Han Woo – “Real” Korean BBQ!

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Han Woo is a local, native cattle/cow, it has a slightly lighter color than regular brown cattle. In South Korea, Han Woo is very expensive as there’s not so many of them but Han Woo is one of the most delicious beef in the whole world, in my opinion.

Han Woo beef also boasts the lowest cholesterol levels in beef in the world and also has, believe it or not, plenty of Omega 3 fats, that is unbelievably good beef.

The Han Woo, compared to some beef in the U.S., is much more smooth and tasty. Of course, you can only get Han Woo in Korea, they don’t export it.

In South Korea, most people eat either Australian imported beef or the Han Woo. Australian beef isn’t bad either but it’s certainly not a fresh as Han Woo.

In my recent trip to Korea, I had the pleasure of eating Han Woo, it is indeed very good. If you are steak-addict like me, you will certainly make sure to eat some Han Woo, “the real Korean BBQ” they call it, in Korea.

Also, most Korean BBQ restaurants will use “real”, fresh charcoal, not some kind of gas like here in the States, the “freshness” of Korean BBQ cannot be matched anywhere outside South Korea.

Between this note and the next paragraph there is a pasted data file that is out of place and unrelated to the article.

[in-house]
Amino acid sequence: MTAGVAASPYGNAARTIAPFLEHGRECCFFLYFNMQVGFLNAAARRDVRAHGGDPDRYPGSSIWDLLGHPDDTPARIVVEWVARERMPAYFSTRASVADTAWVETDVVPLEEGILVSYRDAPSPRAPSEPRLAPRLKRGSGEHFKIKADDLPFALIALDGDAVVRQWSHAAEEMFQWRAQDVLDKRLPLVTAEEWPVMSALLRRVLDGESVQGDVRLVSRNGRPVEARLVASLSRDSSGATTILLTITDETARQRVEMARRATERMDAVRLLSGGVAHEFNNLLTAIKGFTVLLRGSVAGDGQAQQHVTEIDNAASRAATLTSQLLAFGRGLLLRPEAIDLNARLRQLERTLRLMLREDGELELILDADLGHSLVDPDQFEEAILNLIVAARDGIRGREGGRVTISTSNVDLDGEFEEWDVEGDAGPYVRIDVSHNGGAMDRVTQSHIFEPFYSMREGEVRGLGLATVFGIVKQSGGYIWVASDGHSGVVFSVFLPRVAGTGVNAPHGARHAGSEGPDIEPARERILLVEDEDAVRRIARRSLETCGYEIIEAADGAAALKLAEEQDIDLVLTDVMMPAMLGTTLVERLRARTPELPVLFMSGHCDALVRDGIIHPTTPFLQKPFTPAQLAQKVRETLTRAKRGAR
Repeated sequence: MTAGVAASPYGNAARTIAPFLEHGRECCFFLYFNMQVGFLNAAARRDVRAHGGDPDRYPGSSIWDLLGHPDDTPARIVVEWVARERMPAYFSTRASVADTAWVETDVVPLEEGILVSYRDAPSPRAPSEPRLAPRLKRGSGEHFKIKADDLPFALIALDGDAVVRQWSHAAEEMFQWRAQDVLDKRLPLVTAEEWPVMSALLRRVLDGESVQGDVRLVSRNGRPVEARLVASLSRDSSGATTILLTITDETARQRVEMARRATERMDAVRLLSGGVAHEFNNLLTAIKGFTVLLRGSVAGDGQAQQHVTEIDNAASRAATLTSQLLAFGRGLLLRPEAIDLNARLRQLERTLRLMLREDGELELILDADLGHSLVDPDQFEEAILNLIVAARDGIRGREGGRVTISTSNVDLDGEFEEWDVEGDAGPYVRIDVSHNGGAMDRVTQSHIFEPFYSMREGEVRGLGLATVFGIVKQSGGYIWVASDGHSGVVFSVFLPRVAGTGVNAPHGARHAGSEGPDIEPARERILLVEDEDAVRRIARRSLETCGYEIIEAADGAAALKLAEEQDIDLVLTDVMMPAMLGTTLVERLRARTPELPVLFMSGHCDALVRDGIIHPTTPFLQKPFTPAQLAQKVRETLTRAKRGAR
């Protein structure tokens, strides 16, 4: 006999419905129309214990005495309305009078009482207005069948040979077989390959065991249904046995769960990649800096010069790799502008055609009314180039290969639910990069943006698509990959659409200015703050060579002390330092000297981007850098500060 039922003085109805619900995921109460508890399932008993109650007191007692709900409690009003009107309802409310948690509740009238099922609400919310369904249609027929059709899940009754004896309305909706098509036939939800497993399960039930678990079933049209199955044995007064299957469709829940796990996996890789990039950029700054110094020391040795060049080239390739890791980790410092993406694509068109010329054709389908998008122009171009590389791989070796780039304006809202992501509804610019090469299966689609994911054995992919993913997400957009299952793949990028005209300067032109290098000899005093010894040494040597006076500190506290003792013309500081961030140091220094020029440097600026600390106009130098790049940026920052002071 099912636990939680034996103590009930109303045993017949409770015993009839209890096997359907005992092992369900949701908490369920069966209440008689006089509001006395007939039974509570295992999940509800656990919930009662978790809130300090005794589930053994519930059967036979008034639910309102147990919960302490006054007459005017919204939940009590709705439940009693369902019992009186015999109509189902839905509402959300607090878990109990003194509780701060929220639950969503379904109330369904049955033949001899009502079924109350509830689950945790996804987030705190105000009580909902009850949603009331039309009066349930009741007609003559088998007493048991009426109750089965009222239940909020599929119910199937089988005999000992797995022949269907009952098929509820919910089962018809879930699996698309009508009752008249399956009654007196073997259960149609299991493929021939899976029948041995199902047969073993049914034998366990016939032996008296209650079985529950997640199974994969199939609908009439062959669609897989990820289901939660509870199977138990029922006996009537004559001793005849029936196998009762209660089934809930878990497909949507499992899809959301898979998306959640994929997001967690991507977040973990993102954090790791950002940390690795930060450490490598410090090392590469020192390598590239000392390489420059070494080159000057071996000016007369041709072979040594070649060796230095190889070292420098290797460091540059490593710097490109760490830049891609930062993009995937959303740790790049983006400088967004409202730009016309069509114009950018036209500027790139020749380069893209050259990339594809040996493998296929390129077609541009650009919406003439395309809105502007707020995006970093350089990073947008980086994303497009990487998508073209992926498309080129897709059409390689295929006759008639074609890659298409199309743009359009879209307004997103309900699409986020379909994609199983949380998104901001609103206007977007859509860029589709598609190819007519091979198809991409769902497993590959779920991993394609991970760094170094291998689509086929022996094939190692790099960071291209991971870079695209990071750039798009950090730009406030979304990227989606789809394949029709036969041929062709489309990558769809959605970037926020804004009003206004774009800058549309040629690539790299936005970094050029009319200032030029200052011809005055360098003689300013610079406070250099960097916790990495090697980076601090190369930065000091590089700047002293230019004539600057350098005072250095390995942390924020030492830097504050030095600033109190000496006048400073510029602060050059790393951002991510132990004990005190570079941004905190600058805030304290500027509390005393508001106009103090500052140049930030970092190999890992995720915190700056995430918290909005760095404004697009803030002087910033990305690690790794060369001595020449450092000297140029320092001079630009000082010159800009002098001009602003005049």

(Here’s Han Woo beef, almost ready for eating, with a bunch of mushrooms, onions, and garlic to eat with your beef.)

Of course, a Korean BBQ meal isn’t complete without all the side dishes.  Every Korean BBQ restaurant in Korea has their own unique side dishes.  And no, you don’t have to pay extra, it’s part of every Korean meal.

This Korean BBQ restaurant I went to served some really good sweet, soy onion salad and some spicy onion salad.

But that’s not all, after you’ve eaten your beef, they will usually serve you with some kind of hot soup.  In our case, we got a free egg soup dish and a soy bean soup (sorta like Japanese Miso soup but Korean version and a bunch more side dishes.

Here’s a tip in case you’ve never been to Korea, they don’t charge you extra if you want refills on your side dishes.  So if you run out, don’t forget to yell “Yu-gi-yo” really loud and ask for more side dishes.  Most Korean restaurants are very busy and loud so the waiters expect you to yell at them.   Yu-gi-yo means “Over Here!”, it’s a Korean tradition that has been around for couple thousand years so do that when you go.

Korean BBQ is also served with more vegetables like Perilla leaves, lettuce, Korean hot green peppers, and soy bean paste.  You can wrap your beef, rice in the leaves/lettuce then put some green peppers, garlic, and some soy bean paste for the full taste.  Think of it as Korean “beef” sushi.

And yes, if you drink, don’t forget to order some Soju (the best is Chamisil brand) along with your Han Woo Korean BBQ.  And yes, you don’t have to worry about driving, they have taxis literally on every block in Seoul, Korea.

Another cool part about eating in Korean restaurants?  There’s no such thing called a tip, you pay for what you eat, that’s it.



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